In a main session on cyber security and digital trust at the Internet governance forum (IGF) in Joa Pessoa Brazil, intense collaborative action was articulated as the way forward for cyber security success and discussion flagged building and maintaining trust between parties as crucial to ensuring cyber defense. “We need initiatives to bring people closer, mutual knowledge and convincing demonstrations of respect to people’s values and rights” said Paulo Sergio Carvalho who heads the Cyber Defense Center of Brazil.
Panelists highlighted the critical challenges in establishing resiliency and trust from different stakeholder perspectives and addressed how international multistakeholder cooperation can be enhanced to secure a sustainable and open cyberspace.
Noting the broad chapeau of issues cyber security encompasses ICC BASIS member Audrey Plonk of Intel emphasized that one single standard or small set of standards is both impossible and unreasonable to cover all of the issues at hand. “You have to look across the global standards organizations that are working on technologies, horizontally, and how they are incorporating security into the standardization process” she said.
David van Duren from the Global Forum on Cyber Expertise (GFCE) urged participants to acknowledge the evolution and rise of active actors in the online space – calling for a comprehensive approach that includes resilience, response, and recovery. “This broad approach should not only have a national dimension but a strong international dimension as well” he said.
We strongly believe that there is no one stakeholder that can solve and address this issue.
The challenge of building trust between the relevant multistakeholder parties was explored during the session and ICC BASIS members offered examples of how discussion on cyber security and trust could benefit greatly from increased input from the multistakeholder community.
ICC BASIS member Carolyn Nguyen of Microsoft noted examples of reactive and proactive multistakeholder processes which Microsoft has initiated and continues to implement today. “We strongly believe that there is no one stakeholder that can solve and address this issue” said Ms Nguyen. Responding to suggestions made that security can be ensured solely by design Ms Nguyen said: ” there has to be security throughout the entire life cycle, in addition to security by design there is also operational security and maintenance, it is important to keep that mind”.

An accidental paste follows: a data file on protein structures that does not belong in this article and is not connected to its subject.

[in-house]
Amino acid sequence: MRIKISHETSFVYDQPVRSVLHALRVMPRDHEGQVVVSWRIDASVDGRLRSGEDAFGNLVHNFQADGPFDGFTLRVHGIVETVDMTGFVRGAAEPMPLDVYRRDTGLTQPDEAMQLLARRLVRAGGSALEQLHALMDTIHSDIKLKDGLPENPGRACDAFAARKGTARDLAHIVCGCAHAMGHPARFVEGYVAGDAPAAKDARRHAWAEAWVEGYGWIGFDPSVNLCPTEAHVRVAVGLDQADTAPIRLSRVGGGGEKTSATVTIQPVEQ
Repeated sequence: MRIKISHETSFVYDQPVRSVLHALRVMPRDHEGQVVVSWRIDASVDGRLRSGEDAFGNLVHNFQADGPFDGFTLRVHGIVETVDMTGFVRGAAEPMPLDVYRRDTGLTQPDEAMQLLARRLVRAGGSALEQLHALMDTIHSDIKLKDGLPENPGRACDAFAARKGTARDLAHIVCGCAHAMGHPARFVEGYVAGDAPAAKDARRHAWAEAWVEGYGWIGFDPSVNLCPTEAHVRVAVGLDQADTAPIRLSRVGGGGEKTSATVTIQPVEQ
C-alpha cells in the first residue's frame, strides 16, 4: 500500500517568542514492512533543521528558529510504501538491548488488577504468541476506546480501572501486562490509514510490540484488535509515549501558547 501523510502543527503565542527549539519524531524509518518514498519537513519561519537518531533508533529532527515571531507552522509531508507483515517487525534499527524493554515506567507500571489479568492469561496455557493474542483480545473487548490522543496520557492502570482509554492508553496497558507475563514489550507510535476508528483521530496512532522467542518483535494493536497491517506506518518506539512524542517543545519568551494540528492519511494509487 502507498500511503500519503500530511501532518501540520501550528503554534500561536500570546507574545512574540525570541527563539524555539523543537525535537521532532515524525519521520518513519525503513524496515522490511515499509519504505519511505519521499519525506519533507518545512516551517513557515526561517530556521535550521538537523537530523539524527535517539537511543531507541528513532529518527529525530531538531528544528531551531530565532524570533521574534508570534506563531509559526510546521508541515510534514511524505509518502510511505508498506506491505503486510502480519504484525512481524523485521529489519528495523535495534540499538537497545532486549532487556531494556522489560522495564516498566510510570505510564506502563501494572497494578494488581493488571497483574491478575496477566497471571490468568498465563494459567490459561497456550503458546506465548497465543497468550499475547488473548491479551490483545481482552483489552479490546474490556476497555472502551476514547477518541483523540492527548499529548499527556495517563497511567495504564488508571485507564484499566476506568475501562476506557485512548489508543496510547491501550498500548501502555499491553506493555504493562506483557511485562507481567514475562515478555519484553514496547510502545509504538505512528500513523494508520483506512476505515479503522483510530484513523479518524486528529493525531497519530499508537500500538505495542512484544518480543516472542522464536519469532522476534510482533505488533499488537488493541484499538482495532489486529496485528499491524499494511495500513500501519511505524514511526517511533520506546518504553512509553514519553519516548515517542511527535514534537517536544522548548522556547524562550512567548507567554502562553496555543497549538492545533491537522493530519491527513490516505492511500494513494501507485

The GFCE launched in April 2015 in The Hague and of which ICC is a founding member was noted as a progressive leap in multistakeholder collaboration on cyber security issues. This initiative gathers parties to collaborate and undertake cyber security capacity building on a worldwide scale.
Noting the success of the GFCE, Audrey Plonk of Intel suggested ways to boost multistakeholder participation in promoting international stability – encouraging participants to look at specific components such as incident response, national strategies, and public/private partnerships where there are a variety of examples of multistakeholder communities working together. “I think that the challenge that’s worth discussing in this session and others going forward is how the multistakeholder community can encourage open processes around cyber security policymaking in different countries” She said.
The IGF main session on enhancing cyber security and building digital trust was co-facilitated by ICC BASIS and IGF multistakeholder advisory group (MAG) member Dominique Lanzanski of GSMA.
The recording and transcript can be found here.
A video recording of the session can be found here.
For more information about ICC’s work on cyber security and to view the ICC cyber security guide please click here.